Giorgia Lupi is one of the creative minds that are considering data as a source of archiviation of mediated memories and therefore, information. She is vocal about the need for a Data Humanism: the exact opposite approach of Big Data. She is - and so I am - trying to dialogue with the system: at the same, what can be identified as an ideology is necessarily coming through.
To follow her own words,
Big Data doesn’t belong to a distant dystopian future; it’s a commodity and an intrinsic and iconic feature of our present (…) and our minds and bodies are naturally adapting to this new hybrid reality built of both physical and informational structures; visual design — with its power to instantly reach out to places in our subconscious without the mediation of language, and with its inherent ability to convey large amounts of structured and unstructured information across cultures — is going to be even more central to this silent but inevitable revolution.
Her latest project ’The Room of Change’, at the XXII Triennale di Milano, has been created a 30-meters-long hand-crafted data-tapestry illustrating how multiple aspects of our environment have changed in the past centuries, how they are still changing, and how they will likely continue changing - a deliberately humanistic approach towards archivable information.
She is, mainly, talking about a visual representation of data which can be more insightful than a cold infographic, but why is the traditional approach more popular? She clarifies that “What made cheap marketing infographics so popular is probably their biggest contradiction: the false claim that a couple of pictograms and a few big numbers have the innate power to simplify complexity. (…) we need to begin designing ways to connect numbers to what they really stand for: knowledge, behaviours, people.”
Complexity needs facilitation. Another reason is economic: pieces of information that are not insightful are useless. As said before, it’s the same situation of the one of a biologist that has to understand animal migrations through the path of one single arrow.
Ekene Ijeoma, founder and director of the Poetic Justice at MIT Media Lab, creates multisensory representations and interventions of data studies, turning them in what he describes as digestible art. Deconstructed Anthems is a series of ongoing music performances and sound-reactive light installations in which a self-playing piano and music ensemble deconstruct the Star-Spangled Banner, repeating it multiple times, removing notes at the rate of mass incarceration, and ending in silence.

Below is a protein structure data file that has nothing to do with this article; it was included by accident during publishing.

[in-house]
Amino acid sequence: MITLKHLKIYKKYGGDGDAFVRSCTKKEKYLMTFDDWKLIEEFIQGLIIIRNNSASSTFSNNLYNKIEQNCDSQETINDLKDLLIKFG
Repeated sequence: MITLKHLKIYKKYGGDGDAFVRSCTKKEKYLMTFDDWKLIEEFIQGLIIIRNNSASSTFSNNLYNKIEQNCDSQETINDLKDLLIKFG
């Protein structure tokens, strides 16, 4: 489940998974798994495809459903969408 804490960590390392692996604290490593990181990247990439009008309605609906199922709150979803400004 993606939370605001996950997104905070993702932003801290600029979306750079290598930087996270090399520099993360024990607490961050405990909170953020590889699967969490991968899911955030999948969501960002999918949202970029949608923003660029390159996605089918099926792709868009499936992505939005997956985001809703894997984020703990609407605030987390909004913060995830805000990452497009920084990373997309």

Whether to call something art or design is a never-ending debate that requires setting boundaries in what is now a collapsed context. I’m personally not tackling collective patterns, but a lack of human content in data - which can be in some ways considered a social issue - and its accessibility. The material I’ve been working on is merely useless and individual: it’s non-recyclable trash. I’ve been looking at the expression, rather than the visualisation of data.
It’s not just about accessibility, it’s about the dignification of our online presence. In the same way non-heteronormative couples spent a lifetime together but left no legal traces because not included in the legislative system, here we are now spending a big part of our time having to hysterically leave footprints on sand in order to be remembered. We’re passively selling data for free receiving back a uniformed answer which would be the same as taking impressions of our teeth to get braces but receiving a standard retainer from the dentist.
Adorno once stated that technology is making gestures precise and brutal, and with them men: in a way, how silently comfortable we are in getting nothing back is meaningful on how standardised the consideration of ourselves from ourselves is.
If technology and the internet made possible the democratization of skills, a democratization of creativity - the only way to store emotions - is a frightening path that can lead us to get in touch with our virtual self.